Analysis: Analysts were fragmented on the Jets, and a major reason for that is their volume of free agents and the degree of difficulty general manager Mike Tannenbaum will have in re-signing the most important ones.
"Collectively, their roster is one of the strongest in the league, but they do have some questions to answer," Nawrocki said.
Nawrocki and Rang each listed outside linebacker first.
"The Jets must account for the failure of Vernon Gholston, who likely will be released soon, and get younger at outside linebacker," Nawrocki said.
Gholston was the sixth overall selection in the 2008 draft and has failed to record an NFL sack. Jason Taylor had five sacks last season, but he'll turn 37 at the start of next season and might not be back.
"The Jets need a pass-rusher to take the next step," Rang said. "If there is a 3-4 outside linebacker prospect they like on the board at No. 30, he's the favorite."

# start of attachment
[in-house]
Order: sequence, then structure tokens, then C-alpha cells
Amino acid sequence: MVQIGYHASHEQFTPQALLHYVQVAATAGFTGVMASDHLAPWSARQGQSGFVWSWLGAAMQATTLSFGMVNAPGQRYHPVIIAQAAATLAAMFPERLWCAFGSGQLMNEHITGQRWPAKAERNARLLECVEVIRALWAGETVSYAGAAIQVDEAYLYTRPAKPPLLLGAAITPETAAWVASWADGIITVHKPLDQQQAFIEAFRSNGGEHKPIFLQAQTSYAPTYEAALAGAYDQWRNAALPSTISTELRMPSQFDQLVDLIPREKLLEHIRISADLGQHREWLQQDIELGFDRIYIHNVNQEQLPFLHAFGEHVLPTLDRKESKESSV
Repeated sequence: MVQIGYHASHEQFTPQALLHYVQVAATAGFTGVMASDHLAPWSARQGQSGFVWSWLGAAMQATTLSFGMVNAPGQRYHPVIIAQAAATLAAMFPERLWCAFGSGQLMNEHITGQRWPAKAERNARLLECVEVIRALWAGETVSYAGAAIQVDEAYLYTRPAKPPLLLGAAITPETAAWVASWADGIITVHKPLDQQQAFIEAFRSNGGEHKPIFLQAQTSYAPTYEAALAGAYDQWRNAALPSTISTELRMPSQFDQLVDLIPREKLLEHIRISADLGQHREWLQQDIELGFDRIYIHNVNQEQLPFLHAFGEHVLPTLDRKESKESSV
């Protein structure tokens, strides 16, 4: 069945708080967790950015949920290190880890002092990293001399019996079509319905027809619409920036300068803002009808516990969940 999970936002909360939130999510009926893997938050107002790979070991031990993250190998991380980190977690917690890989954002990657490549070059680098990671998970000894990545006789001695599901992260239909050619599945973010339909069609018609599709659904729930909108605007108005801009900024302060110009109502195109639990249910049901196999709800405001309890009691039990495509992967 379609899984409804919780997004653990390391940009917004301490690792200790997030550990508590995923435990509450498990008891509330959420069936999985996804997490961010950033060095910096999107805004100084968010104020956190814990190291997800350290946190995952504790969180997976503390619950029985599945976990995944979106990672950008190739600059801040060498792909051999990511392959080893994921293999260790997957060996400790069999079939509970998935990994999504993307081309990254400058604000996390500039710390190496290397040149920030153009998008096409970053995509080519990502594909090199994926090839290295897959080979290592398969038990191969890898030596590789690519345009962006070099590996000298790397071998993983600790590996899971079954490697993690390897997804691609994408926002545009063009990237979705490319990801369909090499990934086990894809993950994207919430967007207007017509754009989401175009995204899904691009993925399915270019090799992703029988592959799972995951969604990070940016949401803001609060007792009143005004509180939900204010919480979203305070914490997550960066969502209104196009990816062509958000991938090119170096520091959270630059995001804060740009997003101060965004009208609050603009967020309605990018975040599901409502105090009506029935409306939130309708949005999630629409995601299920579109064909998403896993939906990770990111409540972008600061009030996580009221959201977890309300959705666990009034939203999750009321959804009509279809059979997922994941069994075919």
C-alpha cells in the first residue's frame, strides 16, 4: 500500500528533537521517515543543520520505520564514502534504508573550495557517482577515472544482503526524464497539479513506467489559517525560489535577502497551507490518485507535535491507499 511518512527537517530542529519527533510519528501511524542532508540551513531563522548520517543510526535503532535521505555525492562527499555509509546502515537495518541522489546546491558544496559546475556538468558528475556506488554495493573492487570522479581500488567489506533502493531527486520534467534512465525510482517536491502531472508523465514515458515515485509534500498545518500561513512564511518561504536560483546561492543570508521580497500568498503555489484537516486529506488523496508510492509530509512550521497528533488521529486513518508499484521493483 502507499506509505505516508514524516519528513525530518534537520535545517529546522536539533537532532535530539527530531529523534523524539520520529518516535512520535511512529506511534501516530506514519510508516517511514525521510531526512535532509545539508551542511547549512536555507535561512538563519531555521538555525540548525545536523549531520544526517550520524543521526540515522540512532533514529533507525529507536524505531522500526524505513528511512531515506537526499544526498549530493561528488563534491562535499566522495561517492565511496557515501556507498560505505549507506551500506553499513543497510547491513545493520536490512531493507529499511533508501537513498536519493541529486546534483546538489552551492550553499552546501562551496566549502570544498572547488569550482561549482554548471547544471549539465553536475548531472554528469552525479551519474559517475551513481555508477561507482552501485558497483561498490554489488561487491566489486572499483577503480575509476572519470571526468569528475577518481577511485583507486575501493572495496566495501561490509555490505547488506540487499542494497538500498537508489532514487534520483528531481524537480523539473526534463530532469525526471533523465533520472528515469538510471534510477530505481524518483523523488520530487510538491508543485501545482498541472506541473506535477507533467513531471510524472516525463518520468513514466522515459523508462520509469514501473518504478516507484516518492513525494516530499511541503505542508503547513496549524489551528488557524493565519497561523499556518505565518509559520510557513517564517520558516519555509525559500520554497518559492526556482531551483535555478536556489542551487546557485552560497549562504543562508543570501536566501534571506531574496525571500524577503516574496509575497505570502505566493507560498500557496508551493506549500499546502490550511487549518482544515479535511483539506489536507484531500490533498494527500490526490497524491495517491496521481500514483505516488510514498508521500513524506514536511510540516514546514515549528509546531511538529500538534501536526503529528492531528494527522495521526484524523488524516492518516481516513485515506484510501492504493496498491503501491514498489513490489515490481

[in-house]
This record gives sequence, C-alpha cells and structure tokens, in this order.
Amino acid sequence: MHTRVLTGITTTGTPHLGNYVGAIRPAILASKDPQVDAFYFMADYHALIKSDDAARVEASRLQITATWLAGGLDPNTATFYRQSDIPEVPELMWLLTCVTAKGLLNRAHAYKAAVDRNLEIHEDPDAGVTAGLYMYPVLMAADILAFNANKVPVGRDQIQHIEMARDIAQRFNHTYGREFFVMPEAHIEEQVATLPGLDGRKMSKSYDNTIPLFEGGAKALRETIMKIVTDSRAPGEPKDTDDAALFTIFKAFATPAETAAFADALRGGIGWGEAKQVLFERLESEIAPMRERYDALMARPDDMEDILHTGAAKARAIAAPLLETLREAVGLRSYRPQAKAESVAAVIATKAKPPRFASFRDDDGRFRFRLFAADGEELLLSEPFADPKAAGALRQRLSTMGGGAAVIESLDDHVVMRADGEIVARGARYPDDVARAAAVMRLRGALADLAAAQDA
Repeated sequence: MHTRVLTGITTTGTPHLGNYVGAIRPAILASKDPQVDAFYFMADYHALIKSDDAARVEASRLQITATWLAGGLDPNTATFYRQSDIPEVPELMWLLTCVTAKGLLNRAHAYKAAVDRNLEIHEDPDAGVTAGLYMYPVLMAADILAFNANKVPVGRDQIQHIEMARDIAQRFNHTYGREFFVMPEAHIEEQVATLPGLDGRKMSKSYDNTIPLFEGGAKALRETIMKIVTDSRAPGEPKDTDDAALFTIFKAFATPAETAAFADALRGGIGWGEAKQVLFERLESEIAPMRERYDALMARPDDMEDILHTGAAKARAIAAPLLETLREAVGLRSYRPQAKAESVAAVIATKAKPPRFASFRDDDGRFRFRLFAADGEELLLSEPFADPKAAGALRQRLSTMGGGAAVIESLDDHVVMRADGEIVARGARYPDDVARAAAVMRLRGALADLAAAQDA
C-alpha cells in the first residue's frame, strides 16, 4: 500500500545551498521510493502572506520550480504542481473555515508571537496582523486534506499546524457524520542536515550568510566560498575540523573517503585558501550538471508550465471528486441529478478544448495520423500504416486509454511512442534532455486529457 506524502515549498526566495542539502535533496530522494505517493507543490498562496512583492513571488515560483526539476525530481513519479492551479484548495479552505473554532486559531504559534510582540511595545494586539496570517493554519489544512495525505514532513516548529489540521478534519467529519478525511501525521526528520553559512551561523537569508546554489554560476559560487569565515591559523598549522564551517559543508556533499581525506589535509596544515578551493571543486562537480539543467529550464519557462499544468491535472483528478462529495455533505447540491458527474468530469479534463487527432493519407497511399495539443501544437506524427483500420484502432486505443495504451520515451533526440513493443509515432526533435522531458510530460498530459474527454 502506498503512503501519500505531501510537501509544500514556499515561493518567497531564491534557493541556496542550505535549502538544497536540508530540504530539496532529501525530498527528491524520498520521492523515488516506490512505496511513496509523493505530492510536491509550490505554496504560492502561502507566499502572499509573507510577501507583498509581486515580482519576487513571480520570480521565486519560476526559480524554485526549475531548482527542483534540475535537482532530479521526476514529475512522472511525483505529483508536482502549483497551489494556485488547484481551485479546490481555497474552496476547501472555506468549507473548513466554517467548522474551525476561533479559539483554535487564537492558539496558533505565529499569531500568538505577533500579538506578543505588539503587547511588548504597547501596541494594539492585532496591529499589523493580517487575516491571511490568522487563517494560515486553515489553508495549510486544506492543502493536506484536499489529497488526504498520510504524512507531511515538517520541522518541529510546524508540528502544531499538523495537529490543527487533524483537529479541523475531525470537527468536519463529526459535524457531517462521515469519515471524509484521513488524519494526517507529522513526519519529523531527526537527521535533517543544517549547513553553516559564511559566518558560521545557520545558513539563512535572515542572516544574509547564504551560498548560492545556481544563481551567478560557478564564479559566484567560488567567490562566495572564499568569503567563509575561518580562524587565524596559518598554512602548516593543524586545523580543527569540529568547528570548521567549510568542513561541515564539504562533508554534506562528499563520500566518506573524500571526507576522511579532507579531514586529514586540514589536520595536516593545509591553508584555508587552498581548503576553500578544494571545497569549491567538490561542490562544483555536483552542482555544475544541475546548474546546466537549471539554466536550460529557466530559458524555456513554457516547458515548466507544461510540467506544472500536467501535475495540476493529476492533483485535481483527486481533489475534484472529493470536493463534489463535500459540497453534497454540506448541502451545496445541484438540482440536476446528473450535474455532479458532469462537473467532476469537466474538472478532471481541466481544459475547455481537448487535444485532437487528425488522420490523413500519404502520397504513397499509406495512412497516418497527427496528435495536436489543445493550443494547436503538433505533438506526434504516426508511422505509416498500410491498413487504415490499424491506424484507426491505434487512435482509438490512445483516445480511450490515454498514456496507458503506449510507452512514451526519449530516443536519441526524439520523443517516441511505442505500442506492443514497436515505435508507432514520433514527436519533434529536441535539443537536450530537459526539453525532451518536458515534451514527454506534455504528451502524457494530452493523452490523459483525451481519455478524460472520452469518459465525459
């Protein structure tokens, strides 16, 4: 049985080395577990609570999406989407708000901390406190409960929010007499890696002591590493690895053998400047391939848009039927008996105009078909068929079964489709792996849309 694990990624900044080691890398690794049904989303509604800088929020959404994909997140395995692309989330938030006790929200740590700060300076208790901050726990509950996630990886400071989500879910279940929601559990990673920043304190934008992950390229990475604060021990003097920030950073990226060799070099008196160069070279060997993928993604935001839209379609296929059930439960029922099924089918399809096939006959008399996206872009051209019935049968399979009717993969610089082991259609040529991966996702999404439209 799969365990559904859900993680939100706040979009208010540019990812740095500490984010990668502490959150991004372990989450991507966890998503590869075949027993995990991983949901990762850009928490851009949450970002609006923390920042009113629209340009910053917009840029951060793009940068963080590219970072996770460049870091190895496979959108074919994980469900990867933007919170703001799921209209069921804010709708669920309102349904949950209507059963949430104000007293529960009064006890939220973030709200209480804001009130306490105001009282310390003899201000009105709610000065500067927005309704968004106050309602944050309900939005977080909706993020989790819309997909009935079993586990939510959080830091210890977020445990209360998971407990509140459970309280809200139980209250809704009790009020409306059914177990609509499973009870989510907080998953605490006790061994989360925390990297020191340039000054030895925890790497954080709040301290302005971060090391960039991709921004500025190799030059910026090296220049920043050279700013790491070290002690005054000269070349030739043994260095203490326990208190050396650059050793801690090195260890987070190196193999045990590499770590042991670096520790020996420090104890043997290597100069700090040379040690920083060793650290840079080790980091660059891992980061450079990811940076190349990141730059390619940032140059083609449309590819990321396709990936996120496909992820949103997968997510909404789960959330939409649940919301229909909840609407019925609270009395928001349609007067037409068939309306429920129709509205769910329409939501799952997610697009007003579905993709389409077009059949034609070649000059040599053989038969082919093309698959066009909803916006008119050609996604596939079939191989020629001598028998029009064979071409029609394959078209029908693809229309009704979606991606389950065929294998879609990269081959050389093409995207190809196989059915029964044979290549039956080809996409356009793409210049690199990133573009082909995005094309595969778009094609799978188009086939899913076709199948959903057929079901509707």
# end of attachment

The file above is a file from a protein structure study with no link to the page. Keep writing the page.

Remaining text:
Muench rated free safety as the Jets' biggest need. Not only could the Jets stand to upgrade that position, but also Brodney Pool and Eric Smith are free agents.
"As good as this defense is," Muench said, "imagine if Rex Ryan had a safety that can match up with receivers and play a center-field role like he had with Ed Reed in Baltimore."
Who could be there: Draft boards are highly unreliable by the end of the first round. Prospects you thought would go in the top 15 drop into the 20s. A player expected to be available early in the second round is long gone. Nawrocki's mock draft has Ayers slipping to the Jets. Bunting and Rang each have Baylor defensive tackle Phil Taylor slotted 30th.